Jackson was a 1985 national champion with the Sooners and a two-time All-American tight end. OU went 42-5-1 in his four seasons in Norman. He went on to spend nine seasons in the NFL and became a Super Bowl champion with the Green Bay Packers in 1997. Jackson was inducted into the College Football Hall of Fame in 2001.
Kicker Zach Schmit: “So I noticed Mr. Jackson. He was standing off to the side before the team meeting. I didn’t recognize him at first. And then they started playing his highlight film and I was like, ‘Oh my gosh.’”
Former Oklahoma tight end Keith Jackson (88) (Malcolm Emmons-USA TODAY Sports/File)
“It’s a surprise (speaker each week) which makes it even cooler. You’re wondering who’s up next. And then you see this guy sitting in the corner. You recognize the face but you can’t put a name on it and then the highlight film comes up and you’re like, ‘Okay this is a legend.’ So I’m elbowing (punter) Josh Plaster like this is one of the greatest tight ends of all time. He has no idea.”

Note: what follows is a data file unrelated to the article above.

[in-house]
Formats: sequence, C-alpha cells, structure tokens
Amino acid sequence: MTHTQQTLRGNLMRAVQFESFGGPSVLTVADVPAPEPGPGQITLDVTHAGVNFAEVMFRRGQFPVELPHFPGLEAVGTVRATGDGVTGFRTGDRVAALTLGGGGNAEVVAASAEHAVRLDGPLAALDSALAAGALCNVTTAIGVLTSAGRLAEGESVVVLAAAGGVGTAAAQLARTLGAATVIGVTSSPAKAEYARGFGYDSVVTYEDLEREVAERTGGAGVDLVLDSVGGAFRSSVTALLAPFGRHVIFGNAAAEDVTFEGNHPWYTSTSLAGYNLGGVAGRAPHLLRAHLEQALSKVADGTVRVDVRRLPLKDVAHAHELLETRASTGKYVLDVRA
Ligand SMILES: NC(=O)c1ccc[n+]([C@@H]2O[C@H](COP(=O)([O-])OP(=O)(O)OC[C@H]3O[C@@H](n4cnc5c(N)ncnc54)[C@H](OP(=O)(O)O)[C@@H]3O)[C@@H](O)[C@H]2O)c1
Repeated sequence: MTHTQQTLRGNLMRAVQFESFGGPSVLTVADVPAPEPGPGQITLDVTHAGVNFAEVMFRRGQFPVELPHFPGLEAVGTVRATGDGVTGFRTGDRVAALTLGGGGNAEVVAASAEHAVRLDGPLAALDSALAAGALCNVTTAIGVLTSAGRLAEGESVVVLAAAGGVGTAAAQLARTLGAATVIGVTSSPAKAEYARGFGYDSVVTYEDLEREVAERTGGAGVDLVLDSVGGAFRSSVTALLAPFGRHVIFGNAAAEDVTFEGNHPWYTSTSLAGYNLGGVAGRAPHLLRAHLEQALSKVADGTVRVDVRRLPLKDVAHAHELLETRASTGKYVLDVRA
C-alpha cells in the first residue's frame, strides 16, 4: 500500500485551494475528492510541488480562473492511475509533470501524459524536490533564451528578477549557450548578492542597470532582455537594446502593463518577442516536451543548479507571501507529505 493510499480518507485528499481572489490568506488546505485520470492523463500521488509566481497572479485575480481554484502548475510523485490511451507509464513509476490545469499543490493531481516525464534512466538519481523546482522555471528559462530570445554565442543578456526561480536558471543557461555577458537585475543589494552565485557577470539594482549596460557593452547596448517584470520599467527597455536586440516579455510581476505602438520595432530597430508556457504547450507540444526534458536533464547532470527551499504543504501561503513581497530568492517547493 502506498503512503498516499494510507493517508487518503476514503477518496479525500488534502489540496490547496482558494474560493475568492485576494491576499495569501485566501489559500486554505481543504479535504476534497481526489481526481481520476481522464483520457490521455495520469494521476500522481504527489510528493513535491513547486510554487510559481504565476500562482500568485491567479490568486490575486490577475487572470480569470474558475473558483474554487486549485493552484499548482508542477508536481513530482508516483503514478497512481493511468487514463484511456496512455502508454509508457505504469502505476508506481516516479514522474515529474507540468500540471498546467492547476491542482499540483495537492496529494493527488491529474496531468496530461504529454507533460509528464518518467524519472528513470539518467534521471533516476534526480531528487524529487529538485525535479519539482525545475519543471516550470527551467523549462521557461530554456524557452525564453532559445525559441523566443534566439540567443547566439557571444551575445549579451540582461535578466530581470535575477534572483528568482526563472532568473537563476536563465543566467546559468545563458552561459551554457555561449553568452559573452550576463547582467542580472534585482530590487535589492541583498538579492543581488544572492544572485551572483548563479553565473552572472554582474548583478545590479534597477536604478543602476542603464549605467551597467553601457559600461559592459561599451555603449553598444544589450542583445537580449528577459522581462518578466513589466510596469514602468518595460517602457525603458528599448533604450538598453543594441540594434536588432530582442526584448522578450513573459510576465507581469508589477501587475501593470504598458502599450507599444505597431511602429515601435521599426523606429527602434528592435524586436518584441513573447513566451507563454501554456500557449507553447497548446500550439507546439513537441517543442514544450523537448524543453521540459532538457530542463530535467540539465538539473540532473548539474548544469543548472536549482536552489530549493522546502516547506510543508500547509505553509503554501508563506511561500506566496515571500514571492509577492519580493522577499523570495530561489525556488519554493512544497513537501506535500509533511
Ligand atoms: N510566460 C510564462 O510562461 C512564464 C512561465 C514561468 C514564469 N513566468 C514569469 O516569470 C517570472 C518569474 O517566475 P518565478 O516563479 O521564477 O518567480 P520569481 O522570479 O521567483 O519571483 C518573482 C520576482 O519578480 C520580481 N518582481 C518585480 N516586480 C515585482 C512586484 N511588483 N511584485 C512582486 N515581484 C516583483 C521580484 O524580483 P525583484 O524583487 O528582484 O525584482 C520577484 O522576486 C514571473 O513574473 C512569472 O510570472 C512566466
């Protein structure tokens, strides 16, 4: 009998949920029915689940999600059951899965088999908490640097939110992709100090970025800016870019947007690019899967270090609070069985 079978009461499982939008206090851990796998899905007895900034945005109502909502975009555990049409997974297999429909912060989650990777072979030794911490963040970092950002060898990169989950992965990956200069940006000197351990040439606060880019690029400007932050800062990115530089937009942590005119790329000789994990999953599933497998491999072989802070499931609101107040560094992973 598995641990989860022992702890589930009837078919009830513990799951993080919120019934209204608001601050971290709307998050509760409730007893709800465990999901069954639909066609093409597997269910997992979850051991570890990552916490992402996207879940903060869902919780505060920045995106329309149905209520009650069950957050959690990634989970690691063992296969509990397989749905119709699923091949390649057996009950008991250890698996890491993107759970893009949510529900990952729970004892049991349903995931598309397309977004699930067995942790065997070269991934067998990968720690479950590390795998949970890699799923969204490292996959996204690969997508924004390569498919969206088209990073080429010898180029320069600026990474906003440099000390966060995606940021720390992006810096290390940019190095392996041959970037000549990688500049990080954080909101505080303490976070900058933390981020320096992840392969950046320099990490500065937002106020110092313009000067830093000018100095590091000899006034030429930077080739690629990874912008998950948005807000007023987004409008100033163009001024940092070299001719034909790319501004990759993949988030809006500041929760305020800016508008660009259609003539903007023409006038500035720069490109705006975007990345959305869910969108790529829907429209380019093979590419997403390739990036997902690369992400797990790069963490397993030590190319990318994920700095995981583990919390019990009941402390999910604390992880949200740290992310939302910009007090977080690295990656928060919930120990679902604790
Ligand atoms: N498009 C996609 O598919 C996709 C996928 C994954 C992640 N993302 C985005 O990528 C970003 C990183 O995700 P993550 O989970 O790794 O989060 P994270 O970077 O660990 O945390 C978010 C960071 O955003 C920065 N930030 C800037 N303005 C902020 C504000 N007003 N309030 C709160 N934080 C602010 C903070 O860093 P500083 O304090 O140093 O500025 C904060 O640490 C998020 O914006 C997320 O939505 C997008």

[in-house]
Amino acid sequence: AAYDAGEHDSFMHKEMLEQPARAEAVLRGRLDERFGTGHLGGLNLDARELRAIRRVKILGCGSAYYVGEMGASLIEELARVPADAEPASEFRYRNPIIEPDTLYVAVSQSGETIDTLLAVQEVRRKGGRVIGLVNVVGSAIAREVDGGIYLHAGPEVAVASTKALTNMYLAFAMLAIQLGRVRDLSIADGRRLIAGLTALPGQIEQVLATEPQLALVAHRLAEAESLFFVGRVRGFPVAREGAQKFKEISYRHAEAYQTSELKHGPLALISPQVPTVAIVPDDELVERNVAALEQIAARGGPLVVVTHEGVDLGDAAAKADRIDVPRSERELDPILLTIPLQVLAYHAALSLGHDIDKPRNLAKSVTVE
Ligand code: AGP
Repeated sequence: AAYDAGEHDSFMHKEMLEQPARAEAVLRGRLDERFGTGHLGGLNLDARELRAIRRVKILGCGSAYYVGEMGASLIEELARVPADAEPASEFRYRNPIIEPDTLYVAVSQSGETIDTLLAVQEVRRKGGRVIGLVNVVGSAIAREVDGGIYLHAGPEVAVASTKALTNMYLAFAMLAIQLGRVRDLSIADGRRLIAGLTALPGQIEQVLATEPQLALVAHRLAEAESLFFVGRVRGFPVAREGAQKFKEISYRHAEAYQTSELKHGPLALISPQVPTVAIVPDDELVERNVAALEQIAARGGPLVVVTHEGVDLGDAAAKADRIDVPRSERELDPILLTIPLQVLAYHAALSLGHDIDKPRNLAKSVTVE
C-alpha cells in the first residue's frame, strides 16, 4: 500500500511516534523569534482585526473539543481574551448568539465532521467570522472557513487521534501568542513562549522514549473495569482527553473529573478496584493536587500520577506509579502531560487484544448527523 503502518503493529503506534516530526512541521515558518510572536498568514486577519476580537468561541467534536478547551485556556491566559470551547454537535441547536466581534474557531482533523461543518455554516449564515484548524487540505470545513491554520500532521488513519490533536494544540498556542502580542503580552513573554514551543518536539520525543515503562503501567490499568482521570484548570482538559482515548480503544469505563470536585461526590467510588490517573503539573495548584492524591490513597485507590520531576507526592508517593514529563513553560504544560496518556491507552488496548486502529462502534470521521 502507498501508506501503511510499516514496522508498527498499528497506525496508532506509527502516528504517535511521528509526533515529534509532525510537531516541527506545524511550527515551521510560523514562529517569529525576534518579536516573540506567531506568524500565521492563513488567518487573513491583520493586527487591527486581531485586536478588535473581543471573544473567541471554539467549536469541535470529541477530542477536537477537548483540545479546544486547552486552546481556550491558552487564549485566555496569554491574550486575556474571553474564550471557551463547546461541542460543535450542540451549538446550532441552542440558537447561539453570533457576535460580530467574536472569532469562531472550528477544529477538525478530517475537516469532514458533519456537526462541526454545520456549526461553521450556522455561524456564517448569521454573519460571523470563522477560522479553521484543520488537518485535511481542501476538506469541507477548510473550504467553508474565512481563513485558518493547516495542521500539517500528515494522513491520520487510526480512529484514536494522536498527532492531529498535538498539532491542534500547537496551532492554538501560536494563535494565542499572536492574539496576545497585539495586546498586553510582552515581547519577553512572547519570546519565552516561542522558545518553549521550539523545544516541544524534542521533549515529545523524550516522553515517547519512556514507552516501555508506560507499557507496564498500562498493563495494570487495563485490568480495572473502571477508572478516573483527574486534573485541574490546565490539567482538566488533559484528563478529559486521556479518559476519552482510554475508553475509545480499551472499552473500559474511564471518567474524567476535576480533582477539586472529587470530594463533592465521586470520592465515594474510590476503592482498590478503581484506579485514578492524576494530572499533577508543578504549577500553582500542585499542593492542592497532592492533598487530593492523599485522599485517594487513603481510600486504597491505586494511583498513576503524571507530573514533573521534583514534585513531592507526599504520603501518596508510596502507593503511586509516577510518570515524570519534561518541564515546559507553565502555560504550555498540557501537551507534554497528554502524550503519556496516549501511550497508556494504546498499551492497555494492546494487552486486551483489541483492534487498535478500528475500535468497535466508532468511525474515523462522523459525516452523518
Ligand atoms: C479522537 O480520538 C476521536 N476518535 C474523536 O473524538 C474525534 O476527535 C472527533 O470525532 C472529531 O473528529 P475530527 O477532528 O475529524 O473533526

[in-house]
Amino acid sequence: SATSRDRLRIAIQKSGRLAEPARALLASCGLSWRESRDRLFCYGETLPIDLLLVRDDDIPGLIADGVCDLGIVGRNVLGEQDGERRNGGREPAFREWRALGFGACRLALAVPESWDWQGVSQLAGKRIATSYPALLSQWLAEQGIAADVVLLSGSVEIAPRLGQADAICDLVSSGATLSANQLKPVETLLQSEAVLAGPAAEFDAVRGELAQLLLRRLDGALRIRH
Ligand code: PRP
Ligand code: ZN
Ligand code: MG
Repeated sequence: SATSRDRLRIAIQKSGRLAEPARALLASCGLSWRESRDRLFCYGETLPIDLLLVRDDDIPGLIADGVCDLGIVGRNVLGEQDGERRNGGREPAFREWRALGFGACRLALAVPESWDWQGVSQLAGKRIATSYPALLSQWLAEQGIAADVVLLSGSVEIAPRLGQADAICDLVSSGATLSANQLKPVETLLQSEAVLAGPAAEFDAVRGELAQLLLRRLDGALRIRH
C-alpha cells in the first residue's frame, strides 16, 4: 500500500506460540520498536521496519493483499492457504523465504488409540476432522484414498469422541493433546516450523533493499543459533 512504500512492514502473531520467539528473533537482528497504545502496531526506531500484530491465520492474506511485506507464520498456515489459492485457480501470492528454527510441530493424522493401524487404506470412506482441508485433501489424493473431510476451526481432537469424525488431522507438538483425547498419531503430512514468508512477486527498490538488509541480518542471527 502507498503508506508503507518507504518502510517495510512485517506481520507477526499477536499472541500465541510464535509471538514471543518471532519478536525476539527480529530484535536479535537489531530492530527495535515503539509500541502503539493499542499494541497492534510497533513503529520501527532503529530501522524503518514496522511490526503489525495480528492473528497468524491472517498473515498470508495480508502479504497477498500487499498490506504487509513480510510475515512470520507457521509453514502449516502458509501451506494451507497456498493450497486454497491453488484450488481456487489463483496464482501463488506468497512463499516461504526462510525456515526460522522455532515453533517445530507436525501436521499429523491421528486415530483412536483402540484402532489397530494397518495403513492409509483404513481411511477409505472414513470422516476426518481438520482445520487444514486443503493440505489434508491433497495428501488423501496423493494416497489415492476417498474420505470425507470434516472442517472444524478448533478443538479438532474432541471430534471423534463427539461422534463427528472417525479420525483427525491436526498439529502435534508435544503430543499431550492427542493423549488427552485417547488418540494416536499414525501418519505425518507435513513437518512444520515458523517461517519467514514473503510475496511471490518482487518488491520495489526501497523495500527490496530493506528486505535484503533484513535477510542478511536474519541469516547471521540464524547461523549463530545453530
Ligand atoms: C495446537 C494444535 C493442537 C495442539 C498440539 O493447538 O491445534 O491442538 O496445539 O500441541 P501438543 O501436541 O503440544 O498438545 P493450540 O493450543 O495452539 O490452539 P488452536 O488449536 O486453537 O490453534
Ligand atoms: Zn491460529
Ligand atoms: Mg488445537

Mettauer: “He brought his Packers Super Bowl ring. That was pretty sweet.”
Schmit: “As an Oklahoma fan growing up in Oklahoma I know about him. So it was cool to see all these (teammates) from out of state come in and they get to see this legend. This dude is one of the best to ever do it.”
A stand-up comedian with a message, Goodwin learned at a young age that laughter could be a tool to cope with tension and pain. A U.S. Army veteran and a former educator, Goodwin “infuses his varied life experiences into his act, making him relatable to audiences from all walks of life.”
Mettauer: “It was a good change of pace. Less intense as a comedian. It was a good time for us.”